CenturyLink is having some major issues.
There were significant Internet outages yesterday across the western US.
The timing is curious. Telcos across the nation are struggling right now with migrating off of a legacy technology known as SONET. Technologies like
MOE (Metro Ethernet) are the likely successors, but the migration path is not straight forward at all and painful at the very least. Most of the
legacy SONET transport gear is obsolete, no longer manufactured and sourcing of spares is becoming increasingly difficult if not impossible.
MOE is in wide use around the country, but this is only at the 'edge'. Much of the core high-speed distribution level architecture / infrastructure
still relies on SONET for all the major links. We use SONET technology for our distribution also, and we're facing the same issues.
I suspect the CenturyLink issues are related to this (but I doubt they'd ever admit it). They're likely trying to migrate segments of traffic and
The migration to MOE across the board is pretty simple for straight digital ethernet services, but it becomes WAY more complicated when you start
getting into specialized circuits like T-1's, DS-0's and 911 services (and countless others). And then, when you couple this with all the CPE
(customer provided) infrastructure out there which relies on these services to function correctly the problem of the migration becomes exponentially
more complicated (by orders of magnitude).
For the non-technical reader, here's how this translates into plain English; here are two examples...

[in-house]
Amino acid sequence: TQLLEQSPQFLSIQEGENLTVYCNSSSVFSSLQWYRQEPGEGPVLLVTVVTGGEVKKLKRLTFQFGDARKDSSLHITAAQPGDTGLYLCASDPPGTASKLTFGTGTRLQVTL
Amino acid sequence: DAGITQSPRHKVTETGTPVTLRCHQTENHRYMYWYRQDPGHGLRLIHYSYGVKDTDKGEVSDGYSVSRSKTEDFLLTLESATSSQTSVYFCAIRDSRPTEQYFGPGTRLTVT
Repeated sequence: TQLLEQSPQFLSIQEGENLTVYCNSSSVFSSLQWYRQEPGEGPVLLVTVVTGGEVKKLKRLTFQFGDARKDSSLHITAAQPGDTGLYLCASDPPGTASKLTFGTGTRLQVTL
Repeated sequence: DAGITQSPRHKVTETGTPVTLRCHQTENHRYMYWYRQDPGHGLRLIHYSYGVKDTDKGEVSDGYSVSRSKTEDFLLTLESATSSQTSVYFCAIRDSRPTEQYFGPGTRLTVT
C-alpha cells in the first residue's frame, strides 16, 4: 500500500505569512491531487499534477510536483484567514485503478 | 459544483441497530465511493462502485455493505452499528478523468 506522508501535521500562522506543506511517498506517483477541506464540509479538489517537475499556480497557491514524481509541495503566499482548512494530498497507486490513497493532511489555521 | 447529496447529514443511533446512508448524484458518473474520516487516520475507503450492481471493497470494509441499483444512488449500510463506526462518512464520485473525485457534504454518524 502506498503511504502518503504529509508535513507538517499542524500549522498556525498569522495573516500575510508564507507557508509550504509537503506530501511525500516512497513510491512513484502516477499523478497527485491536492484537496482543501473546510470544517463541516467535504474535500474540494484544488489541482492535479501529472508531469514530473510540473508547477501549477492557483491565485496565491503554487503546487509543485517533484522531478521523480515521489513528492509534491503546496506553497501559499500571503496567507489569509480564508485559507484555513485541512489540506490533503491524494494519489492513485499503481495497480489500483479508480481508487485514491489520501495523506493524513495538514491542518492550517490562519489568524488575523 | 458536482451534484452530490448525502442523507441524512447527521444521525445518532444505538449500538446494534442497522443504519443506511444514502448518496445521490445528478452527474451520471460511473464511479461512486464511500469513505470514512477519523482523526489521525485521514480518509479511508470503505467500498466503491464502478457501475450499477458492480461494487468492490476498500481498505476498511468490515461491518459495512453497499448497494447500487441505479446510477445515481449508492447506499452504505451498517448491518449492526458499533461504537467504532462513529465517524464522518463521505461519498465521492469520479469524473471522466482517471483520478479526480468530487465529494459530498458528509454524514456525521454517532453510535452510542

1. Imagine a business who has a data line which comes onto their premises as what is known as a "T-1" line (or a fractional T-1). There are literally
tens of millions of these customers in the US. All of a sudden the service provider can no longer deliver a T-1, but need to deliver a MOE circuit
instead. Now the customer suddenly has to change equipment at their premises for their system to continue to work. When you scale this up to the
millions of customers who use this technology the problem becomes apparent. Unfortunately, it gets worse though...
2. Even Mom & Pop businesses are affected. Let's say they have a gift shop or convenience store. They don't need a great big data "pipe" like a T-1,
nor can they afford the $5,000/month Telco bill either, right? Wrong. The mechanism they use to take credit cars is called a POS terminal, or "Point
of Sale" terminal. This terminal requires what essentially amounts to a FAX line to function properly. It's not VOIP, but rather requires an analog
telephone line (which, anymore, is actually a 'special order'). That analog line is delivered on what is known as a DS-O type service, but MOE can't
provide DS-0 services, only VOIP. So when the DS-0's go away...so does Mom & Pop's POS terminal. Now they need different technology in order to
continue to accept credit cards. Because over 85% of all transactions today are done via plastic (debit/credit cards) this means that Mom & Pop
suddenly lose 85% of their revenue until they make the switch.
These are just two simple examples of about 100 that I can cite. They are some of the easier of the examples to understand. Some are infinitely more
complicated, especially when you get into banking and trading.
So what these companies are doing is trying to stand up parallel technologies to "load shed" some of the easier traffic of onto the new technology,
but they don't have solutions for the millions who require new equipment on the customer end...and there's no way (no possible way) the Telcos can
afford to foot the bill for all this equipment.
Bottom line...there will be more outages (a lot more) before this
P.S. - You heard it here first, folks!
edit on 12/28/2018 by Flyingclaydisk because: (no reason given)